Day At The Track

Rees adjusted her way to promote racing

07:00 PM 07 Apr 2020 NZST
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Amanda Turnbull
SOCIAL DISTANCING: Amanda Turnbull stands by herself at one side of the stage for a post-race interview during the Gold Crown Final.
Phil Blatch Photo

In her role as a harness racing driver Amy Rees has found herself having to make plenty of adjustments in the wake of the coronavirus pandemic, but her challenges extend beyond that.

As the Bathurst Harness Racing Club's media manager Rees has also had to come up with plans on how to best perform her job given the new restrictions.

With spectators banned from attending all harness racing meetings in New South Wales, the demand to let Bathurst club members and supporters know what unfolds on track has increased.

For the finals night of the recent Gold Crown Carnival - a meeting which usually attracts a bumper crowd - it meant winning drivers had to stand at one side of the stage, master of ceremonies Chris Gray at the other while Rees produced a live stream video.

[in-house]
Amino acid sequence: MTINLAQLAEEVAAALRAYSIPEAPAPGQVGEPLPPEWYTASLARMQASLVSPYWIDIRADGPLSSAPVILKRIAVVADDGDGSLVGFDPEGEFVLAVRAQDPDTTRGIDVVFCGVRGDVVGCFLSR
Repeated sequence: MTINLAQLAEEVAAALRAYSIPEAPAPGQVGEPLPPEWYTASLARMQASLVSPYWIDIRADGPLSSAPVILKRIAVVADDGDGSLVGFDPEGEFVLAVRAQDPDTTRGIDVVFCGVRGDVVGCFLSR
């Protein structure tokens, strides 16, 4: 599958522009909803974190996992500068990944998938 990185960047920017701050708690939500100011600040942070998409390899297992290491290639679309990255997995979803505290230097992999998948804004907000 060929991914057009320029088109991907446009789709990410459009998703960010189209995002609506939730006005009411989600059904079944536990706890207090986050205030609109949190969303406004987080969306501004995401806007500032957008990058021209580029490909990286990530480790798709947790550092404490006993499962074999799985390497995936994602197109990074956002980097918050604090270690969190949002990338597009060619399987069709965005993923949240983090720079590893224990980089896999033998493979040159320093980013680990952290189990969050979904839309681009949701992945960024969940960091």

"It's been that fine line between trying to do everything we can to keep people interested and informed about what is going on without violating any of the regulations that have been put in," Rees explained.

"I've had a lot of people say they really enjoyed all the content that was up there and I think people seem to like the videos I put after the Gold Crown even though there was no crowd.

"We've had to put in a lot of regulations and change a lot of things up at the club, but we are lucky enough to still be earning money.

"We just have to abide by the rules that have been put in if we want to keep racing for as long as possible."

The conduct of trials have been altered, meetings are only being held at six venues across the state, drivers must wear just one set of colours at a meeting, and those attending meetings have to sign a disease declaration form.

They are just some of the restrictions, but Rees is happy racing is still on at a time when most sporting codes have been forced to shutdown.

"I suppose in the back of my mind I've got this feeling of 'They can't shut us down, they can't shut us down', but in reality they can," she said.

"Some days it feels like a bit of a ticking time bomb other days you think about just taking it as it comes and hope for the best.

 
By Anya Whitelaw
 
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